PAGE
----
RATIONALE FOR THE STABLE OUTLOOK

The stable outlook reflects broadly balanced risks at this rating level. Despite the downside risks to the post-pandemic fiscal consolidation path, Moody's expects that Botswana's financial strength will remain commensurate with the A3 rating in the near to medium term. Moody's also expects that susceptibility to event risk will remain contained given low political risk, limited government liquidity and external vulnerability risks and a stable banking sector despite the expected deterioration in asset quality. Moody's expects that solid institutions will continue to pursue prudent policies delivering macroeconomic stability and helping with the challenges posed by the country's economic model reliant on the diamond industry and on the large role of the public sector. However, over the longer term, the absence of material diversification progress risks eroding Botswana's credit strengths.

ENVIRONMENTAL, SOCIAL AND GOVERNANCE CONSIDERATIONS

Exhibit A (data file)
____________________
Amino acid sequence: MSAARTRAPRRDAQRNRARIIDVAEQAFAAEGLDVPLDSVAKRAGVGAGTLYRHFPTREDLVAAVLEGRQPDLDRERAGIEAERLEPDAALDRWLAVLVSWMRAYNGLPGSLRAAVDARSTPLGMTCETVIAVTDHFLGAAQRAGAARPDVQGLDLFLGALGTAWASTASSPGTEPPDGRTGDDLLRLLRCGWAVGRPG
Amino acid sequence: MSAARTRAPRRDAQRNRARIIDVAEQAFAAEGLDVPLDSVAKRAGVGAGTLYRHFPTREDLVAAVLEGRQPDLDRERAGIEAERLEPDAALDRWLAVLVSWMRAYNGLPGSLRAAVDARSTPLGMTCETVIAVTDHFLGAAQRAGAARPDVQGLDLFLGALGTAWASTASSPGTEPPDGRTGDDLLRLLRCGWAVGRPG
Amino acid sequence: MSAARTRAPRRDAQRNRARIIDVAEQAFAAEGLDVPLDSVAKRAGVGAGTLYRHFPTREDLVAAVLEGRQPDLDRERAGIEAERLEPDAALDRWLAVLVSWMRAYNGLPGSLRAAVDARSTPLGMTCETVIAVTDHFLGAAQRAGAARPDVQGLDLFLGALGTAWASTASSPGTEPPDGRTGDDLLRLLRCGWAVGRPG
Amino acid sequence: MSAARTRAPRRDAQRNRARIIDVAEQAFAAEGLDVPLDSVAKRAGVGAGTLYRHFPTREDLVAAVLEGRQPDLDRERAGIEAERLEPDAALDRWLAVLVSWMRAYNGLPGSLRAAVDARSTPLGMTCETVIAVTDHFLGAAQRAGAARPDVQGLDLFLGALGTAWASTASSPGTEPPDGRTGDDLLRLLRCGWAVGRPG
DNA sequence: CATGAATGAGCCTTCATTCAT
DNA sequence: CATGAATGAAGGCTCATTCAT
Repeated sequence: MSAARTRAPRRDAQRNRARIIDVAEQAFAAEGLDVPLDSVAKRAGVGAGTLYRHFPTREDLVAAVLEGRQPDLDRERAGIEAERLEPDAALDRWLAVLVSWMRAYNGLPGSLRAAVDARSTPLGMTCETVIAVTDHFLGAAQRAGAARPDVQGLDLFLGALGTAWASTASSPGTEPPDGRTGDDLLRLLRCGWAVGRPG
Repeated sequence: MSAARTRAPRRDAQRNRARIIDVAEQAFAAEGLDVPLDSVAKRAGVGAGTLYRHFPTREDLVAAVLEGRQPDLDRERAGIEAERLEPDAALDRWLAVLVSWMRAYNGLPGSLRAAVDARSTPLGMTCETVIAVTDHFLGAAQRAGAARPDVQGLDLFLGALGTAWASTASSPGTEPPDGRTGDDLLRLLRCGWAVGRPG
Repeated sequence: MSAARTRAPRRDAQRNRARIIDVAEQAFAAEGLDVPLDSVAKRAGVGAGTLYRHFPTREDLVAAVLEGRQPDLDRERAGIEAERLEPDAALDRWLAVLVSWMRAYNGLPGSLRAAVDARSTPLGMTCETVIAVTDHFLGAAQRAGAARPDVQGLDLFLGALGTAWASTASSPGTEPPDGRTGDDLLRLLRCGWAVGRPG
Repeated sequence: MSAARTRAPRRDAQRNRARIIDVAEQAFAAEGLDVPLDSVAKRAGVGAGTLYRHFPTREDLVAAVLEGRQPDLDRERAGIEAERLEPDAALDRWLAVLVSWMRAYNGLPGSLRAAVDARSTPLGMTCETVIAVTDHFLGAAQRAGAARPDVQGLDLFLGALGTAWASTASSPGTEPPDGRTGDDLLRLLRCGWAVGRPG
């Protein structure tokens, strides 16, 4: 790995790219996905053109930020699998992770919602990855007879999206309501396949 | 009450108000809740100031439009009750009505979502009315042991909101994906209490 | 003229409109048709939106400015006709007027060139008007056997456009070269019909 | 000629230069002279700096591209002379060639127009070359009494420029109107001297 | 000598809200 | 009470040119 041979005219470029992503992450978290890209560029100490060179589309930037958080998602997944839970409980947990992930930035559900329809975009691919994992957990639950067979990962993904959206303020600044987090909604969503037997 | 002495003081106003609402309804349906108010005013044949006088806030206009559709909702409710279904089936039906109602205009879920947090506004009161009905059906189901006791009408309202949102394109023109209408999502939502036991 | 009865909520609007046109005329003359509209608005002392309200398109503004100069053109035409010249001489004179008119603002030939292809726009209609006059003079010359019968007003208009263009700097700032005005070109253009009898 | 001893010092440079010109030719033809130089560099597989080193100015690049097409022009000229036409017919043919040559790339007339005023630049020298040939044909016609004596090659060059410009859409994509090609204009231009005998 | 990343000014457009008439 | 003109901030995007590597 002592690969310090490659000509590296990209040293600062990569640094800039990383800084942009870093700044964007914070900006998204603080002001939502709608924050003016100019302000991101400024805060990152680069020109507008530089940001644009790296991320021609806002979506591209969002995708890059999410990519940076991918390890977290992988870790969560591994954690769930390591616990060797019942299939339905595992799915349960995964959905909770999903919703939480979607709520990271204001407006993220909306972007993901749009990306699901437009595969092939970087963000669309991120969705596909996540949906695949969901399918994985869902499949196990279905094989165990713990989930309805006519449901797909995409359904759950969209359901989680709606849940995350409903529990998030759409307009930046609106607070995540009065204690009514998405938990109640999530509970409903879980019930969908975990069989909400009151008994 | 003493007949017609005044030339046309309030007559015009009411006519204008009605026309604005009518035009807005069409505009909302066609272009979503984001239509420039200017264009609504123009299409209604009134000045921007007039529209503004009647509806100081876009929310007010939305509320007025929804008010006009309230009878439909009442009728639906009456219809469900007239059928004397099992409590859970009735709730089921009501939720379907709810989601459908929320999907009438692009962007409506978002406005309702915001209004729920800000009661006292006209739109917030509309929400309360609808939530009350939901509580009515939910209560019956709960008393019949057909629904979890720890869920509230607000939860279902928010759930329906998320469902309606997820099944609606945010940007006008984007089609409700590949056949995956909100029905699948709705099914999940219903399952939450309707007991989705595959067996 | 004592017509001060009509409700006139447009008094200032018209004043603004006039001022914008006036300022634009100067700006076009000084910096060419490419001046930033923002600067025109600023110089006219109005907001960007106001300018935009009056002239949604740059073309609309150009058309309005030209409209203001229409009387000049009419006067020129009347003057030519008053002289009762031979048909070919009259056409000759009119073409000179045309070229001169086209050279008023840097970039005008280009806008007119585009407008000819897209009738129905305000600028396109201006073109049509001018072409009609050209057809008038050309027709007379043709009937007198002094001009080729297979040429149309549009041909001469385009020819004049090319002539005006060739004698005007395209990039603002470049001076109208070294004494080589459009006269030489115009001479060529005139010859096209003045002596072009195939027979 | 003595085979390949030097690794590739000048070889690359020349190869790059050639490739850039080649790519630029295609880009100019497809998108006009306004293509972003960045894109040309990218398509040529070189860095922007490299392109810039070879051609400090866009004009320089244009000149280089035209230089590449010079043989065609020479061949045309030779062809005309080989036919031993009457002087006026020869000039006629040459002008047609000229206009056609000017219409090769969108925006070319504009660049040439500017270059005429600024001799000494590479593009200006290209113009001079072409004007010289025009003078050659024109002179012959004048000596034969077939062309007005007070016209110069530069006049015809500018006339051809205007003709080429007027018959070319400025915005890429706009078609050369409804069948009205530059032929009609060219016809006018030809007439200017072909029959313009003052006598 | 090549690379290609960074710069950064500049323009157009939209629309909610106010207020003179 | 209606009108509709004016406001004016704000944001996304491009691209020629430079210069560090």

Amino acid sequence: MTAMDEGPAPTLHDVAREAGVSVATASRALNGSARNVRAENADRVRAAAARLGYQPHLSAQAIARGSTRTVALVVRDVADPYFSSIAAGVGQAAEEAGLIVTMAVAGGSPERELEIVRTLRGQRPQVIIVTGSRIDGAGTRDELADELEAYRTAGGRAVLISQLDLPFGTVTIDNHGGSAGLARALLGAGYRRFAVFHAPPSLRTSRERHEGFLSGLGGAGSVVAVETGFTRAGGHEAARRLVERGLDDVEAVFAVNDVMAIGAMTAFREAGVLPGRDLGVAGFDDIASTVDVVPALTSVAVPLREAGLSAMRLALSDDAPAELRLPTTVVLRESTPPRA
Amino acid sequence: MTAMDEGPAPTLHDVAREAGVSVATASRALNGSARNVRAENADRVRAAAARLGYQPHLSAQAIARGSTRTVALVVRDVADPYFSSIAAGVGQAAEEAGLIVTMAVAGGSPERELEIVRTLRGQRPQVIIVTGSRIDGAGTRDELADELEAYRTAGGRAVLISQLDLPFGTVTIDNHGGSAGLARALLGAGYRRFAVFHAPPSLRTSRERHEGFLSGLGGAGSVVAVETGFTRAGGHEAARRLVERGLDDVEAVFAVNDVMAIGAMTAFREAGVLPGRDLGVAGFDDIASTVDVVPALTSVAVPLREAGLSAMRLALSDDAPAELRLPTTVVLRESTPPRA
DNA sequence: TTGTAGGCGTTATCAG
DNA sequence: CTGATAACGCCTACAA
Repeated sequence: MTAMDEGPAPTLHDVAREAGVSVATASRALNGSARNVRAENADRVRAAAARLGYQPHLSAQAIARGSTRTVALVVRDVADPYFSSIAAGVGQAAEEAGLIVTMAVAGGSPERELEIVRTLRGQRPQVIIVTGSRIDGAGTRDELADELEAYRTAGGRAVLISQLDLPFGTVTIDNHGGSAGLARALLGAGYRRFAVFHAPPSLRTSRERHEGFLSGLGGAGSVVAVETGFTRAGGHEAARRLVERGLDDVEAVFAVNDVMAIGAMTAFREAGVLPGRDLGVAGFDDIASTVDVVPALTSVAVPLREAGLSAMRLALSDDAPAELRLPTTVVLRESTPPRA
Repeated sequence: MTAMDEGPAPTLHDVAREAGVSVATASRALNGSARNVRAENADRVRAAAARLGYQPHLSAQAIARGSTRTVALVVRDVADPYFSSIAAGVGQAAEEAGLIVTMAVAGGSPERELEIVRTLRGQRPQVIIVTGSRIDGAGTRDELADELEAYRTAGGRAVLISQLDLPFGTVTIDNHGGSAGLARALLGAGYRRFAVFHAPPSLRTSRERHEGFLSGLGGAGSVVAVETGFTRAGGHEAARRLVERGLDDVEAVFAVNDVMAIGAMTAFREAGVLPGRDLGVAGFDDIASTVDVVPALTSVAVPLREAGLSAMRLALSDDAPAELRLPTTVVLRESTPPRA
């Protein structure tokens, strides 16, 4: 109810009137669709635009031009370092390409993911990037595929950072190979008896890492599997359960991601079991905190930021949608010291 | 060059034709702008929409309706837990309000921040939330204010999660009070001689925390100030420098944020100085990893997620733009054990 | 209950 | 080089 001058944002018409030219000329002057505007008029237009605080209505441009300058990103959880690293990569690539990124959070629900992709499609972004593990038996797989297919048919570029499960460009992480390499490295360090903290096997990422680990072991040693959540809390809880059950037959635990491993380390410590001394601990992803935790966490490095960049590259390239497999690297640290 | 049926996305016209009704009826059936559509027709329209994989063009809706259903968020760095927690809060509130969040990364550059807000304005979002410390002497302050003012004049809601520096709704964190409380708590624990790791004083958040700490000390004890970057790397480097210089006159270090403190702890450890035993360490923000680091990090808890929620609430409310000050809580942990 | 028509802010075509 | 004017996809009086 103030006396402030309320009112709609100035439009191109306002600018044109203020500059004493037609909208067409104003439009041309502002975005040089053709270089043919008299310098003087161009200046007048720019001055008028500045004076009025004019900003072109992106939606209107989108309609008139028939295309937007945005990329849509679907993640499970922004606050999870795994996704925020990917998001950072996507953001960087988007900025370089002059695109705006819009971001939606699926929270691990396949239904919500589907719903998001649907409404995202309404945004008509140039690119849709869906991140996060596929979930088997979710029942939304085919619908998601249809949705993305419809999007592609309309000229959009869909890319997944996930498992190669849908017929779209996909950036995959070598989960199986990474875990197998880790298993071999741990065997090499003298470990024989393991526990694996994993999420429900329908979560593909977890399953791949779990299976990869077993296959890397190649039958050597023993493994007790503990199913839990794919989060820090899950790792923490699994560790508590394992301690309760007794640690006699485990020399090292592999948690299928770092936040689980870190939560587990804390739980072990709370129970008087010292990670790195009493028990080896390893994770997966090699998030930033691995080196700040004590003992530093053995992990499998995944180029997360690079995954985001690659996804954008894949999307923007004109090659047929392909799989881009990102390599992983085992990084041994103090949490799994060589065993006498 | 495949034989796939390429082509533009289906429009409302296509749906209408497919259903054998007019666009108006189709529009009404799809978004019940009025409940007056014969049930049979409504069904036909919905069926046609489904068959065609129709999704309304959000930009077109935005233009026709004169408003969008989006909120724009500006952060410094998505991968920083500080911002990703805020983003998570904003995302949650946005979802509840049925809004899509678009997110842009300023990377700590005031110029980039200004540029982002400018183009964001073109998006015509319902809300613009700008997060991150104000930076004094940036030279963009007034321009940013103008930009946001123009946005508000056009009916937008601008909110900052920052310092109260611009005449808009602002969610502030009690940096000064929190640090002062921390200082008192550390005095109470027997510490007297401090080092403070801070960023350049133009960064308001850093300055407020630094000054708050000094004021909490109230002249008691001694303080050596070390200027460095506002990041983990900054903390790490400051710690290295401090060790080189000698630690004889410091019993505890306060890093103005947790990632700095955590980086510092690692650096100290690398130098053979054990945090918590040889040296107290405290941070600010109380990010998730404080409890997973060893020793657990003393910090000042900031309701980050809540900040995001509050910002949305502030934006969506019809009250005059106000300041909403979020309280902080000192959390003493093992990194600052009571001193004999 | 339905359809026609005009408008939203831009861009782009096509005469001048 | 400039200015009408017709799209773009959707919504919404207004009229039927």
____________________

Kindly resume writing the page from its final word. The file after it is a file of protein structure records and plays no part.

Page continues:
Botswana's ESG Credit Impact Score is moderately negative (CIS-3), balancing moderate exposure to environmental risks and high exposure to social risks against relatively sound governance profile, moderate wealth levels, and relatively strong fiscal metrics that provide some fiscal space to respond to E and S risks.

Botswana's credit profile is moderately exposed to environmental risks as reflected in its E-3 issuer profile score. Botswana is affected by water scarcity and vulnerable to recurrent droughts, despite relatively low economic reliance on agriculture compared to other Sub-Saharan African sovereigns. A significant share of the population also does not have access to safe drinking water.

Exposure to social risks is highly negative (S-4 issuer profile score), as progress in reducing high unemployment, in particular among the youth, and high income inequality lags compared to Botswana's historically strong economic performance and sound institutions, in part reflecting dependence on the mining sector, limited private sector job creation, and labor market distortions. Outcomes in terms of health, and to a lesser extent education, are not commensurate to the level of income and social spending.